By sheer coincidence, one of Tony’s customers at the time was Danny O’Brien, a guitarist by nature, but shotgun engraver by trade. Soon, Danny was engraving plates for the headstocks of Tony’s guitars and it was he who suggested engraving the fronts, as well. The first real exposure for these unusual guitars came when Faces guitarist Ronnie Wood bought metal-front number three, which was actually the second Zemaitis engraved by Danny. The success of the Faces in the early ’70s ensured Tony’s guitars would be seen far and wide, as both Wood and bassist Ronnie “Plonk” Lane toured relentlessly with their then-unfamiliar metal-fronted guitars.
While Eric Clapton, George Harrison, Bob Dylan and Donovan had already endorsed Tony’s instruments and earned him a fair amount of helpful press, it was the metal-fronts that caught the attention of both the public and the music press. The orders came flooding in, many from overseas, and Tony was in the fortunate position of having to turn down work.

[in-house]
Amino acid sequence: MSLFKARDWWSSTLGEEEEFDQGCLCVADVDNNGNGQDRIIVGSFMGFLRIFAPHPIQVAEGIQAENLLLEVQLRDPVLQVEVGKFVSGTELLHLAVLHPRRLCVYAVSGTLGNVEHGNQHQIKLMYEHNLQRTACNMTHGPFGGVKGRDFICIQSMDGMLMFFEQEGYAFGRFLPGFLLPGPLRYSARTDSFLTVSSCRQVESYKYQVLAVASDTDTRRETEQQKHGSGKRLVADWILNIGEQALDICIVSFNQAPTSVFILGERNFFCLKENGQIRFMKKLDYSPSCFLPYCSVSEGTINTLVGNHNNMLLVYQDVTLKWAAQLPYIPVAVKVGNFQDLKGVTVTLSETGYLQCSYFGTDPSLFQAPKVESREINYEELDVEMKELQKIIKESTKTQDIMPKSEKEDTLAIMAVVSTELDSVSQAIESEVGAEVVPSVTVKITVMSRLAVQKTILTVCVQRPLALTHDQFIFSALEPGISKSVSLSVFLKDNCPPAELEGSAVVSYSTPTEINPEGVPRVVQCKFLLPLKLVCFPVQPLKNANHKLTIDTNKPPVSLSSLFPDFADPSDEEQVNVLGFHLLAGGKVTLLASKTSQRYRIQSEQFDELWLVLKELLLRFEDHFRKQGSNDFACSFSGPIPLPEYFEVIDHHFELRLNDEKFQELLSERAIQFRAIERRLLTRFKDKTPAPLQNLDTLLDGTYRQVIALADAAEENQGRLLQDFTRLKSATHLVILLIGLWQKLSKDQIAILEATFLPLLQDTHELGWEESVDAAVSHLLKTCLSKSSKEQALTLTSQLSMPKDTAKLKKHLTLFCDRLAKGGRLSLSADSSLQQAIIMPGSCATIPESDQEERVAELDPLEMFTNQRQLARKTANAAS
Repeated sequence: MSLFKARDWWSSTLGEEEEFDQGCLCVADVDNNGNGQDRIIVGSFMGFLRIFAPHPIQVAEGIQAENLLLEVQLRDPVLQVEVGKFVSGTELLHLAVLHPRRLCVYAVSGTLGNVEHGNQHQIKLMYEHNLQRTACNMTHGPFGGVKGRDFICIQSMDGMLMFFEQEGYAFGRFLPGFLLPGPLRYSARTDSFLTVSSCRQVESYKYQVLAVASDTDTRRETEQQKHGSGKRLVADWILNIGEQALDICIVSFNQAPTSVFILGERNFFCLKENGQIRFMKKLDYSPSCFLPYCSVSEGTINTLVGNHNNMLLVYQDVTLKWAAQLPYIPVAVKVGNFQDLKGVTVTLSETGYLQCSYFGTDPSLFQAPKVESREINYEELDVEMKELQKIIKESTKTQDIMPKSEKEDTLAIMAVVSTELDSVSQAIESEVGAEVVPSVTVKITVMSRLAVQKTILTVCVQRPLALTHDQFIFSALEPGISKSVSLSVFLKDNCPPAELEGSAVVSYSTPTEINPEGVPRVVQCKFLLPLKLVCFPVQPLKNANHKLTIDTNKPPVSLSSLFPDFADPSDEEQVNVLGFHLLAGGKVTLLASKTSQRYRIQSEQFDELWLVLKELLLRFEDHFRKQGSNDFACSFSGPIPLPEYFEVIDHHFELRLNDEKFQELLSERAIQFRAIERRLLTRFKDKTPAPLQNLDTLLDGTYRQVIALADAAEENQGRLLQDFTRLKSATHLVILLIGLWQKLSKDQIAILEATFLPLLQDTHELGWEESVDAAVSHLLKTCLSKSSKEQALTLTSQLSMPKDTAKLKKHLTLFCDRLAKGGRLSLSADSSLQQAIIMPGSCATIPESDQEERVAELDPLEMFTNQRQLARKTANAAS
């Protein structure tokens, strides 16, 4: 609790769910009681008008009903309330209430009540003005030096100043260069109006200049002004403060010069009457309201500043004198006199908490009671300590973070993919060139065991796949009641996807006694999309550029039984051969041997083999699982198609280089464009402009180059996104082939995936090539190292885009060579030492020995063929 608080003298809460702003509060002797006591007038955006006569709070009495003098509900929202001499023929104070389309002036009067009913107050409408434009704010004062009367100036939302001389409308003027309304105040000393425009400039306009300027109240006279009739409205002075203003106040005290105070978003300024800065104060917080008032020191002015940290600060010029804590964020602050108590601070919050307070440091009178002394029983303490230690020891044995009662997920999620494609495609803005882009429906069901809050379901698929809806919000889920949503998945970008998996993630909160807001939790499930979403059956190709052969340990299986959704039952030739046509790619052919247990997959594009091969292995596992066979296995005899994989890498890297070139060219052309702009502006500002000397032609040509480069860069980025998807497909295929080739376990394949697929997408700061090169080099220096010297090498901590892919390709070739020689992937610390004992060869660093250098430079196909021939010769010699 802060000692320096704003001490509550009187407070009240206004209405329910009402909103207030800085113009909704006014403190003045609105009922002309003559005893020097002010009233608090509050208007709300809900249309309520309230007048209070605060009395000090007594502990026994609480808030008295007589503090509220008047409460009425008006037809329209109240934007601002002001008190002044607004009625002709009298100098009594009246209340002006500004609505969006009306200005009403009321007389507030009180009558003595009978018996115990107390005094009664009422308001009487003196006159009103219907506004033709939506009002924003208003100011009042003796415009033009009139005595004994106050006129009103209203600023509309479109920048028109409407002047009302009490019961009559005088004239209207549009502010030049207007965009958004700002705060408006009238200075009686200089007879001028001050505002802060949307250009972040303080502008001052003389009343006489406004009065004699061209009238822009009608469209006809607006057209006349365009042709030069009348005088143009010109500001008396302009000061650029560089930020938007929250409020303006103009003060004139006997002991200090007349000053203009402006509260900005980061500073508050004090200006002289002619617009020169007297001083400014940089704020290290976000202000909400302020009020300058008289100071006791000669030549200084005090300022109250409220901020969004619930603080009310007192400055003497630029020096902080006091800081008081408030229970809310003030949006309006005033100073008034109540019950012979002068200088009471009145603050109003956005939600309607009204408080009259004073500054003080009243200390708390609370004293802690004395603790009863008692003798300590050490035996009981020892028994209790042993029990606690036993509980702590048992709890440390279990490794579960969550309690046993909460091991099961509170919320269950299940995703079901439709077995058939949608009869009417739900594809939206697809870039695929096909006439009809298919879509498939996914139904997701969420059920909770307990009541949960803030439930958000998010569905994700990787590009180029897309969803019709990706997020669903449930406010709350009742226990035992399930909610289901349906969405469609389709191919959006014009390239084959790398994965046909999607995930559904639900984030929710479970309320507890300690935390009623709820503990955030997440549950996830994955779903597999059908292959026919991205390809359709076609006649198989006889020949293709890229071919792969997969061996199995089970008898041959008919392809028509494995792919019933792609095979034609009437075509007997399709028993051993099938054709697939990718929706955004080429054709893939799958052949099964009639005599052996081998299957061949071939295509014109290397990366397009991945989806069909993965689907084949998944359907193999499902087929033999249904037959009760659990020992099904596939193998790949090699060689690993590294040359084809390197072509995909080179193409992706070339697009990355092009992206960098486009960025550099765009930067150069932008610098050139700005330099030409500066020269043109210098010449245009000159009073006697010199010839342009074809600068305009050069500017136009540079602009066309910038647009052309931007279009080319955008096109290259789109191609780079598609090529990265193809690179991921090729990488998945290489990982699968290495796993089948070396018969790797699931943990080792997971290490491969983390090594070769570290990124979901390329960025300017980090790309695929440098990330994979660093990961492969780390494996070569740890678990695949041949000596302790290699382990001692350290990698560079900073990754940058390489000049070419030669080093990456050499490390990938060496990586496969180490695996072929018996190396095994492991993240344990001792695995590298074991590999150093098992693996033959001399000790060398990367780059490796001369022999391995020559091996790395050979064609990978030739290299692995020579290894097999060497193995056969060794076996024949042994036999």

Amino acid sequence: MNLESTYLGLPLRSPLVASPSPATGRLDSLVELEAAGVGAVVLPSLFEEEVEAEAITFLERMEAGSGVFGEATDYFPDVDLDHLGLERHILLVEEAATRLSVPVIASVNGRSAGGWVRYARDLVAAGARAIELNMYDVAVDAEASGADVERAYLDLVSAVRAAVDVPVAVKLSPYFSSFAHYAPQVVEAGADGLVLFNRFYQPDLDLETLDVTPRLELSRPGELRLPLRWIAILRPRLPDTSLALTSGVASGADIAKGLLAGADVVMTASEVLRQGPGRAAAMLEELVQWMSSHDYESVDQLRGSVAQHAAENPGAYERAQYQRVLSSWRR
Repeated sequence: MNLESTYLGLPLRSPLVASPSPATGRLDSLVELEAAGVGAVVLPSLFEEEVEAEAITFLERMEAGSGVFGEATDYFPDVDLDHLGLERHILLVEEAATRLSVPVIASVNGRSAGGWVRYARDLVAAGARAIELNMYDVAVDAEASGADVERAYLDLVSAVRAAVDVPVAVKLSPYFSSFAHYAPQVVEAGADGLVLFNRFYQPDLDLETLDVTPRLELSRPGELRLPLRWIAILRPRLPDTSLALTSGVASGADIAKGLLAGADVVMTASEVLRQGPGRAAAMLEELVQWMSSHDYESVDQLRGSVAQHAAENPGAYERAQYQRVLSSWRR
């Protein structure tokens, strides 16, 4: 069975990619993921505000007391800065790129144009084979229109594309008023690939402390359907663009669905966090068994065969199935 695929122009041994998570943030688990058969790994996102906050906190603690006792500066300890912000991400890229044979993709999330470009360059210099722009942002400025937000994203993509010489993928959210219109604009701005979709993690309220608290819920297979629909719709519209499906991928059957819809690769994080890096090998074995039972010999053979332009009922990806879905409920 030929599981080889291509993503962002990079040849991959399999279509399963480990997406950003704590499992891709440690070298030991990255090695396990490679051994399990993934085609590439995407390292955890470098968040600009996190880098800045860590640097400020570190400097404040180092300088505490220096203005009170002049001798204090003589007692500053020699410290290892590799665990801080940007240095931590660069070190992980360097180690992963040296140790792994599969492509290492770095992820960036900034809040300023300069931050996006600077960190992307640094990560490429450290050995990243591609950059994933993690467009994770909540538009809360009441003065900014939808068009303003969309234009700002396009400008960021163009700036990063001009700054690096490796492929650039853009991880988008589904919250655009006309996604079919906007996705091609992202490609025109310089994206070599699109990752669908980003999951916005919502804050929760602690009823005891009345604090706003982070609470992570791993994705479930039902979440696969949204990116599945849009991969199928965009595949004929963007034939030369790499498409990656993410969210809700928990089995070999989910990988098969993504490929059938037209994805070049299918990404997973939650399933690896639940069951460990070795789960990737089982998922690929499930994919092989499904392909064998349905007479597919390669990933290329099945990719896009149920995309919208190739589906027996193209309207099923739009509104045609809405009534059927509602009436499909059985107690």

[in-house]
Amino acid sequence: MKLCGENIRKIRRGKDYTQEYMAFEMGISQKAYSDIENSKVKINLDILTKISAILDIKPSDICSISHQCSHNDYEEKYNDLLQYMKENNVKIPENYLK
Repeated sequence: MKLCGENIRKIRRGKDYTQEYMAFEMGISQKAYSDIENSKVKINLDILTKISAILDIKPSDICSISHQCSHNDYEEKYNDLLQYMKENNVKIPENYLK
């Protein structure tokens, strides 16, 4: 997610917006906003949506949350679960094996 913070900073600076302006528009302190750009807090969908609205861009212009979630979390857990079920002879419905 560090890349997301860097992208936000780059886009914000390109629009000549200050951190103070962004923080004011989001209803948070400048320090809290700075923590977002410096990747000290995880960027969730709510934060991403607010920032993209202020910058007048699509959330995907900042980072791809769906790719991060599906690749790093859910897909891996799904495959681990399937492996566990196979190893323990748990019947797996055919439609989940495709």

Consequently, secondhand metal-fronts began changing hands for higher prices than new ones, which was a sure sign Zemaitis had established a worldwide reputation with a resulting demand, which has continued unabated well into the l990s. As a mark of admiration and support, there are now flourishing Zemaitis owners clubs in England, the U.S and Japan, and the cost of his instruments on the secondhand market continues to spiral into the realm of 1958-’60 Les Paul flametops. This development has, however, resulted in some unfortunate practices. Like the aforementioned Les Pauls, the Zemaitis metal-front has fallen victim to the forgers, as the consistently high asking price for these guitars has made it increasingly profitable for the unscrupulous.